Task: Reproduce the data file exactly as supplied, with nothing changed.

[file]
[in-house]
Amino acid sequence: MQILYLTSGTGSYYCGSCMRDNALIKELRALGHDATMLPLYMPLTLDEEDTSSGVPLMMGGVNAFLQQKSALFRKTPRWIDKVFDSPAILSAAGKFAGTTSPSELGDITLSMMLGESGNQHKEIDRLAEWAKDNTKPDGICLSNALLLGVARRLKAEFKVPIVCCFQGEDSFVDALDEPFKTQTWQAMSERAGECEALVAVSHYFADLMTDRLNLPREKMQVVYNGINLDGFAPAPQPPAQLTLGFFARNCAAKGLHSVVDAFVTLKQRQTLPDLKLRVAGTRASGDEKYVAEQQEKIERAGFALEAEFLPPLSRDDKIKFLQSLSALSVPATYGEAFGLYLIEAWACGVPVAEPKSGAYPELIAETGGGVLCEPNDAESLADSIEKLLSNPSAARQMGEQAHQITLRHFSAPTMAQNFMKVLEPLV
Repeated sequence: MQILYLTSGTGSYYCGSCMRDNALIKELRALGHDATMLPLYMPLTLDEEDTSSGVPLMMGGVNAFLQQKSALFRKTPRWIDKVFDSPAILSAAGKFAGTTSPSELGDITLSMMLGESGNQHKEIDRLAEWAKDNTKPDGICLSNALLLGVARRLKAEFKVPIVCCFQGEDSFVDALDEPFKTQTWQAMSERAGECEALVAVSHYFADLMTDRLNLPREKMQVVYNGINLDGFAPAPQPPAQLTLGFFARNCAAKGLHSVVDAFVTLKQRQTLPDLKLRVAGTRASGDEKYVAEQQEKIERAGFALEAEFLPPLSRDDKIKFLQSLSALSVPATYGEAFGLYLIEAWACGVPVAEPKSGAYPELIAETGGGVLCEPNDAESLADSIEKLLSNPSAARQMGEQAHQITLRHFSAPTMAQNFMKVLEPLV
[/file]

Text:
[in-house]
Amino acid sequence: MQILYLTSGTGSYYCGSCMRDNALIKELRALGHDATMLPLYMPLTLDEEDTSSGVPLMMGGVNAFLQQKSALFRKTPRWIDKVFDSPAILSAAGKFAGTTSPSELGDITLSMMLGESGNQHKEIDRLAEWAKDNTKPDGICLSNALLLGVARRLKAEFKVPIVCCFQGEDSFVDALDEPFKTQTWQAMSERAGECEALVAVSHYFADLMTDRLNLPREKMQVVYNGINLDGFAPAPQPPAQLTLGFFARNCAAKGLHSVVDAFVTLKQRQTLPDLKLRVAGTRASGDEKYVAEQQEKIERAGFALEAEFLPPLSRDDKIKFLQSLSALSVPATYGEAFGLYLIEAWACGVPVAEPKSGAYPELIAETGGGVLCEPNDAESLADSIEKLLSNPSAARQMGEQAHQITLRHFSAPTMAQNFMKVLEPLV
Repeated sequence: MQILYLTSGTGSYYCGSCMRDNALIKELRALGHDATMLPLYMPLTLDEEDTSSGVPLMMGGVNAFLQQKSALFRKTPRWIDKVFDSPAILSAAGKFAGTTSPSELGDITLSMMLGESGNQHKEIDRLAEWAKDNTKPDGICLSNALLLGVARRLKAEFKVPIVCCFQGEDSFVDALDEPFKTQTWQAMSERAGECEALVAVSHYFADLMTDRLNLPREKMQVVYNGINLDGFAPAPQPPAQLTLGFFARNCAAKGLHSVVDAFVTLKQRQTLPDLKLRVAGTRASGDEKYVAEQQEKIERAGFALEAEFLPPLSRDDKIKFLQSLSALSVPATYGEAFGLYLIEAWACGVPVAEPKSGAYPELIAETGGGVLCEPNDAESLADSIEKLLSNPSAARQMGEQAHQITLRHFSAPTMAQNFMKVLEPLV